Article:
Threats to Equity: White Supremacist and Colonial Logic
A conversation with Dr. Jamila Lyiscott.
Posted July 12, 2019
I had the pleasure of recently connecting with Dr. Jamila Lyiscott, Assistant Professor of Social Justice Education at the University of Massachusetts, Amherst and a Senior Research Fellow of Teachers College, Columbia University’s Institute for Urban and Minority Education (IUME).
We discussed her new book, Black Appetite, White Food, which "invites educators to explore the nuanced manifestations of white privilege as it exists within and beyond the classroom." I first met Dr. Lyiscott at Teachers College, Columbia University, where we both studied for our doctorate degrees. Personally, I have had so much love for her since then.
Dena: What motivates you to do the work and research that you do in education?
Dr. Lyiscott: I am most motivated by the brilliance I witness every single day in my community. It is heartbreaking to know that our brilliance does not play an integral role in shaping what education looks like in this country. It is disheartening to know that “access” really means that we have to align ourselves as closely to white middle class values to be fully regarded as intelligent or worthy. To this day, our hair, cultural practices, and language practices are still heavily policed, making it impossible for us to bring our full selves into the institutions that we spend so much of our lives navigating.
Dena: I totally agree and could relate to policing myself in order to be seen as "acceptable" in white spaces. Fortunately, in your most recent book, Black Appetite, White Food, you share helpful teaching practices and strategies to re-imagine a new education system, where educators reflect on white privilege and colonialism. Could you explain why that reflection is necessary—for the folks who need to know?
Dr. Lyiscott: White supremacist logic and colonial logic are the water that we swim in. It is hard to see the water that you swim in because it is the norm that sustains us and colors our perspectives. White supremacist logic will tell Black women that the natural hair that grows out of their head is “unprofessional.” Colonial logic is the brother of white supremacy; it will join in to enforce rigid institutional ramifications to “correct” or “save” us from the "barbarism" of attire and expression deemed unprofessional by white supremacy. If educators are not reflecting on how these two shape their perspectives, there is no hope for dismantling the subversive and pervasive threat of racial injustice.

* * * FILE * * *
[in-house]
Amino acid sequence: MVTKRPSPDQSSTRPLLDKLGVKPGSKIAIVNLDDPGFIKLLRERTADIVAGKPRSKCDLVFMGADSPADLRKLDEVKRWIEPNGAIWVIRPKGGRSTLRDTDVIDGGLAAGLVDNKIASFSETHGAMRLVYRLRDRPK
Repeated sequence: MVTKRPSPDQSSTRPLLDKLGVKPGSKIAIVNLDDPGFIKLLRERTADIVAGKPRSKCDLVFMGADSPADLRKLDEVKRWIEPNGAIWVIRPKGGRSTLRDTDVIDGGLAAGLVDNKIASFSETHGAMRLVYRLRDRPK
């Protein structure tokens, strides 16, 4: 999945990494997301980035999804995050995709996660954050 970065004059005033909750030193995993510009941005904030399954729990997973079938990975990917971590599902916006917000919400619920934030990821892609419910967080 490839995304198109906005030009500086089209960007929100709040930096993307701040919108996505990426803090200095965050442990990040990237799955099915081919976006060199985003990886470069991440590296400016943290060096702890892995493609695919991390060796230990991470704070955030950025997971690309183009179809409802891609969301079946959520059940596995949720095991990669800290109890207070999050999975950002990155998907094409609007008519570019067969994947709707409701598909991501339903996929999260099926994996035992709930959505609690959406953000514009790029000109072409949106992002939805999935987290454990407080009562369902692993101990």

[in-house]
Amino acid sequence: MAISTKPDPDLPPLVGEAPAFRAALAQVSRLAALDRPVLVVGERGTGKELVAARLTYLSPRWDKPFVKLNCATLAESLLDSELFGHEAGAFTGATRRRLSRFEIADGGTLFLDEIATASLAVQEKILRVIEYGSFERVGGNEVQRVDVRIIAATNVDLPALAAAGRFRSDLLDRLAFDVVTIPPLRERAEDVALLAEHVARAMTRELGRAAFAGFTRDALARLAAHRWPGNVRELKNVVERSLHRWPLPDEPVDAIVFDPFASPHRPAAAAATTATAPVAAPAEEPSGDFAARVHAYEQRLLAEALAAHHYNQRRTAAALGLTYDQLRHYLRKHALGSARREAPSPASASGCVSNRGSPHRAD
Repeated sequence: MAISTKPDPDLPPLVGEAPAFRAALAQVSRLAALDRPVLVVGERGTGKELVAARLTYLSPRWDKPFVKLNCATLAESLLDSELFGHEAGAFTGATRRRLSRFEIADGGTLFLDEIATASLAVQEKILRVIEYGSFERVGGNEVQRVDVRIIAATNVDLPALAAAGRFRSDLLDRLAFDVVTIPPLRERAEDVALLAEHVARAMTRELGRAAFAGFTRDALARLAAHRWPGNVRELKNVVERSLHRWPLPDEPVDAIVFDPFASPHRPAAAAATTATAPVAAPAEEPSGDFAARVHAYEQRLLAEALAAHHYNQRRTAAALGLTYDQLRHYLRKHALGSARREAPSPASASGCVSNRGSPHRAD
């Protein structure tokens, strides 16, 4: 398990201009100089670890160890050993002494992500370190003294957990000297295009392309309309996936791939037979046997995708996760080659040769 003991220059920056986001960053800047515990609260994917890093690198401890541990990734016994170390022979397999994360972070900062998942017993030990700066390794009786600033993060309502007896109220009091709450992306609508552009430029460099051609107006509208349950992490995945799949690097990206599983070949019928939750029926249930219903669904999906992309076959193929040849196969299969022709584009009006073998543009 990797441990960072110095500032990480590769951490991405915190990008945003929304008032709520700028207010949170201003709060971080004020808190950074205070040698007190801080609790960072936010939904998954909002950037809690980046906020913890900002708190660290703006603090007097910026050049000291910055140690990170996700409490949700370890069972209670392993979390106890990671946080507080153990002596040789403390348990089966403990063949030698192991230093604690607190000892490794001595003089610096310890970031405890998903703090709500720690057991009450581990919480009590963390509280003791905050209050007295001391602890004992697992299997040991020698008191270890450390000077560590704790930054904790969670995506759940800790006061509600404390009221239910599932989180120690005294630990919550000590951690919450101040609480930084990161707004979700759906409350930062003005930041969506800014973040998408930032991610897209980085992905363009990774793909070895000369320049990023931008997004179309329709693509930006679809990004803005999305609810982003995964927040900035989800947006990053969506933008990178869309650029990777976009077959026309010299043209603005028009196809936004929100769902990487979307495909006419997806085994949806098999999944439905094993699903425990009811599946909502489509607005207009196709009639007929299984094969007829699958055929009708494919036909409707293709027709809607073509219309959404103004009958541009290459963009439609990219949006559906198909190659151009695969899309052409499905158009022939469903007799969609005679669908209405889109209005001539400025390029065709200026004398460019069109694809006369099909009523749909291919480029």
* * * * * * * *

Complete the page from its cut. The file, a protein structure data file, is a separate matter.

Dena: Constantly being told that something is wrong with us can be so destructive to the Black spirit. I personally am still in recovery from internalized self-hate and constantly being told by people and policies that I am not enough. I have also found that my experience speaking out against white supremacy and colonialism makes me subject to bullying and further policing by white standards. For example, after my TED talk, “How Students of Color Confront Impostor Syndrome,” went live on YouTube, within a day, it was filled with hateful comments. I am curious not only how your book’s message has been received by readers, but also, what has been some of the notable push-back points as well as your counterargument?
Dr. Lyiscott: If I am being transparent, I do not give my focus, attention, or energy to people who are against the work. For me, as a Black woman, it is already very emotionally exhausting to do this work, and there are plenty of people who want to understand, who want the tools, who want the healing, who want to fight, but have no clue how. There are plenty who have long been on the front lines and need only like-minded people to stand alongside and sustain hope with them. My hands and heart are so full with the complexities of how to do this work with such people that I don’t even know what push-back is out there.
In terms of how the book has been received by the aforementioned groups: there has been a lot of love and affirmation. I have received a lot of messages to the effect that the book helps to name things that are hard to name and broaden perspectives in a head-on, unapologetic, and accessible way. I am humbled and grateful about the possibility of just a few lives being positively impacted.
Dena: That's super inspiring for me to hear—and models, for me, how to ignore the push-back for better well-being. Now, this is the question I ask everyone I interview. So, if you had to list three to five steps that we can take to get closer to equity in education, what would you list?
- Do the inner work of facing and working through internalized privilege and oppression.
- Do not confuse the presence of diversity with the substance of diversity. Work to integrate and sustain diverse cultural and linguistic practices in your work.
- Challenge your institution to undo racist practices and policies and to develop in ways that can truly sustain equity work so that people don’t have to hide or be siloed in order to fight for justice.
Dena: These are great! Thank you so much for sharing such wisdom with us.